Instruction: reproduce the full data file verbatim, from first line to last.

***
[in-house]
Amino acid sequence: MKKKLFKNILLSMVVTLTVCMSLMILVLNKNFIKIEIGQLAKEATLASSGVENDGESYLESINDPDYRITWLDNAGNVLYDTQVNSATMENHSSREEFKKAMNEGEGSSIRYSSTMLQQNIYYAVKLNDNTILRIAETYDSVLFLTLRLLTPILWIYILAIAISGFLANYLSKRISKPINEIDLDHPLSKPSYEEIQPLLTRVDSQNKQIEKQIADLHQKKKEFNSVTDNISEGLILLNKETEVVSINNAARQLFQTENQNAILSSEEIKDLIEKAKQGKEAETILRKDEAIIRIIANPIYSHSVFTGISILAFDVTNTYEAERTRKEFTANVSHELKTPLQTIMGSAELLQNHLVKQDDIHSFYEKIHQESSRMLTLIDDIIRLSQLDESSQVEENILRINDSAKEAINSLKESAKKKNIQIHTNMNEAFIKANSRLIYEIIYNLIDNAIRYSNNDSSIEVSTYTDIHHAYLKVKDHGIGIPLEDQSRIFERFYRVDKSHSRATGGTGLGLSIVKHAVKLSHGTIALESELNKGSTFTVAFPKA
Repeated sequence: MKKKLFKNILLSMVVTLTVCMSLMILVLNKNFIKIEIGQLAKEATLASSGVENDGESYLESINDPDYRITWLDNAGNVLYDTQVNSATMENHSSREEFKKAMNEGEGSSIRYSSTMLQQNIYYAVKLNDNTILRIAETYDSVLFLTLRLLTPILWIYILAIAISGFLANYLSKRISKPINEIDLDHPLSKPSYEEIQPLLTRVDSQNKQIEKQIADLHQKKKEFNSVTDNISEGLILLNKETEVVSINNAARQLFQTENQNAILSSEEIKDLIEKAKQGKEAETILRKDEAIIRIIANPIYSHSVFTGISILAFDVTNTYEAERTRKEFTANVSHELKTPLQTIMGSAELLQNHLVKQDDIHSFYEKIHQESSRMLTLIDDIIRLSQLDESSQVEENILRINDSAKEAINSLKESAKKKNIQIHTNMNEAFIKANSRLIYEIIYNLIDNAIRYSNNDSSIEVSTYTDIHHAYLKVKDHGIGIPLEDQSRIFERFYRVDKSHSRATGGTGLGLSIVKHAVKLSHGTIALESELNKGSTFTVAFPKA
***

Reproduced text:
[in-house]
Amino acid sequence: MKKKLFKNILLSMVVTLTVCMSLMILVLNKNFIKIEIGQLAKEATLASSGVENDGESYLESINDPDYRITWLDNAGNVLYDTQVNSATMENHSSREEFKKAMNEGEGSSIRYSSTMLQQNIYYAVKLNDNTILRIAETYDSVLFLTLRLLTPILWIYILAIAISGFLANYLSKRISKPINEIDLDHPLSKPSYEEIQPLLTRVDSQNKQIEKQIADLHQKKKEFNSVTDNISEGLILLNKETEVVSINNAARQLFQTENQNAILSSEEIKDLIEKAKQGKEAETILRKDEAIIRIIANPIYSHSVFTGISILAFDVTNTYEAERTRKEFTANVSHELKTPLQTIMGSAELLQNHLVKQDDIHSFYEKIHQESSRMLTLIDDIIRLSQLDESSQVEENILRINDSAKEAINSLKESAKKKNIQIHTNMNEAFIKANSRLIYEIIYNLIDNAIRYSNNDSSIEVSTYTDIHHAYLKVKDHGIGIPLEDQSRIFERFYRVDKSHSRATGGTGLGLSIVKHAVKLSHGTIALESELNKGSTFTVAFPKA
Repeated sequence: MKKKLFKNILLSMVVTLTVCMSLMILVLNKNFIKIEIGQLAKEATLASSGVENDGESYLESINDPDYRITWLDNAGNVLYDTQVNSATMENHSSREEFKKAMNEGEGSSIRYSSTMLQQNIYYAVKLNDNTILRIAETYDSVLFLTLRLLTPILWIYILAIAISGFLANYLSKRISKPINEIDLDHPLSKPSYEEIQPLLTRVDSQNKQIEKQIADLHQKKKEFNSVTDNISEGLILLNKETEVVSINNAARQLFQTENQNAILSSEEIKDLIEKAKQGKEAETILRKDEAIIRIIANPIYSHSVFTGISILAFDVTNTYEAERTRKEFTANVSHELKTPLQTIMGSAELLQNHLVKQDDIHSFYEKIHQESSRMLTLIDDIIRLSQLDESSQVEENILRINDSAKEAINSLKESAKKKNIQIHTNMNEAFIKANSRLIYEIIYNLIDNAIRYSNNDSSIEVSTYTDIHHAYLKVKDHGIGIPLEDQSRIFERFYRVDKSHSRATGGTGLGLSIVKHAVKLSHGTIALESELNKGSTFTVAFPKA